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Inspired by mussel adhesion: Tohoku University develops an alternative dispersion agent


Fluorine-based surfactants bioaccumulate and are environmentally persistent, and in response to current environmental issues, regulations are being tightened in Europe and other parts of the world. This has resulted in a need in the industrial sector for fluorine-based dispersion agents to be replaced by non-fluorine-based surfactants. Inspired by the adhesion of mussels, Associate Professor Hiroshi Yabu (Junior PI) of the Advanced Institute for Materials Research, Tohoku University, succeeded in developing an alternative dispersion agent that does not contain fluorine. When hydrophobic particles are dispersed in water using this dispersion agent, fluorine does not wash out into the waste liquid. As a result, industrial processes with small ecological and environmental loads can be realized. This achievement was published in RSC Advances.

Sekisui Plastics Co., Ltd., which aims to put non-fluorine-based dispersion agents to practical use, has started providing samples and will proceed with the construction of a production system for industrialization in the future. Fluorine-based resins such as polytetrafluoroethylene (PTFE) are widely used in industrial applications as binding materials and lubricants. During the manufacturing of these, it is necessary to prepare a dispersion in which fluorine-based resins are dispersed in a solvent. To disperse particles with a low surface free energy, such as in this dispersion it is necessary to coat the particle surface with a dispersant having an affinity for the solvent.

The research group was inspired by the fact that the adhesive proteins of mussels contain catechol groups. They then used this inspiration to, develop various catechol-containing adhesive copolymers. They also discovered that low-surface-energy particles, which are otherwise difficult to disperse in water, could be dispersed in water by coating the particle surface with a catechol-containing copolymer obtained from the copolymerization of a monomer with ethylene glycol, which has a high affinity for water.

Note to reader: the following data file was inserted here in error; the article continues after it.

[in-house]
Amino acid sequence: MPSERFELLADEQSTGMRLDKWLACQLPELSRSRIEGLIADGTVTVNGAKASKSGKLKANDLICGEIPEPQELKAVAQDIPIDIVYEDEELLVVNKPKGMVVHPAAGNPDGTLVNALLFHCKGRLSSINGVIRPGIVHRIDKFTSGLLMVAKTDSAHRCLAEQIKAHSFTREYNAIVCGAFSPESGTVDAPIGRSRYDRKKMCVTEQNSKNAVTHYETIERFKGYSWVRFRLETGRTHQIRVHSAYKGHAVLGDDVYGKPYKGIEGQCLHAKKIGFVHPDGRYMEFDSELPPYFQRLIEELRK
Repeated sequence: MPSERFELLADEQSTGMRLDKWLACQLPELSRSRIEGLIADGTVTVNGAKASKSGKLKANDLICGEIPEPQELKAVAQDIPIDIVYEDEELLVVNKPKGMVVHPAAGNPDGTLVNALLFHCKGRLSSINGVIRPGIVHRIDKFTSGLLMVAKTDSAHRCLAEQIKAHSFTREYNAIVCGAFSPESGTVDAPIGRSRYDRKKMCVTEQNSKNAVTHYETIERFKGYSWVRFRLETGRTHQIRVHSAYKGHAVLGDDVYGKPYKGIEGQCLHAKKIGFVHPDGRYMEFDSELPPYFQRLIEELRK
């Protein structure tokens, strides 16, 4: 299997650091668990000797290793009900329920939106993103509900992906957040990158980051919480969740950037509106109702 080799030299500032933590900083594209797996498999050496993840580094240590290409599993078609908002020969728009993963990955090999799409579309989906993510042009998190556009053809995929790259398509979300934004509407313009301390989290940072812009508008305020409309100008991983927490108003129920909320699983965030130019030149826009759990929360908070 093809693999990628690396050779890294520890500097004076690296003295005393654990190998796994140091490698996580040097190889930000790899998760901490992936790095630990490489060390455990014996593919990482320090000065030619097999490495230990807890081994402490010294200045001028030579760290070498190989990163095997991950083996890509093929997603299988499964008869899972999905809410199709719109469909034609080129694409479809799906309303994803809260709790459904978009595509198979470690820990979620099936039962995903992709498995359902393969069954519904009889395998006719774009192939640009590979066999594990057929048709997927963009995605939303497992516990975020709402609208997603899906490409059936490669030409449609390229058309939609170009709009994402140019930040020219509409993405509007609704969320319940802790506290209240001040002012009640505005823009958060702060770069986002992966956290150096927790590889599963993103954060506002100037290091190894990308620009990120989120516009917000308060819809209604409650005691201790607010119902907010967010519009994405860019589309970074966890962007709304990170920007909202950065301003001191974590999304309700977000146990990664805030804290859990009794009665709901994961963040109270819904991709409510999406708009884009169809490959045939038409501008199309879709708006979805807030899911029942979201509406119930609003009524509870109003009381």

In this study, a tetrahydrofuran (THF) solution of the synthesized dispersant was prepared and stirred with PTFE particles for a few minutes to obtain coated PTFE particles. These coated PTFE particles were collected by centrifugation and sonicated in water to ensure their dispersion in water. It was also confirmed that an aqueous dispersion could be obtained not only for PTFE particles but also for other particles such as zinc oxide nanoparticles. Since this copolymer does not contain fluorine, it is expected to be applicable as an alternative dispersant for fluorine-based surfactants. It was further confirmed that the PTFE particles coated with this copolymer could serve as a nanoreactor for producing silver nanoparticles, with potential applications as metal nanoparticles.

The dispersion agents created through this research (Provided by Tohoku University)
Tohoku University press release (Japanese):

This article has been translated by JST with permission from The Science News Ltd.( Unauthorized reproduction of the article and photographs is prohibited.

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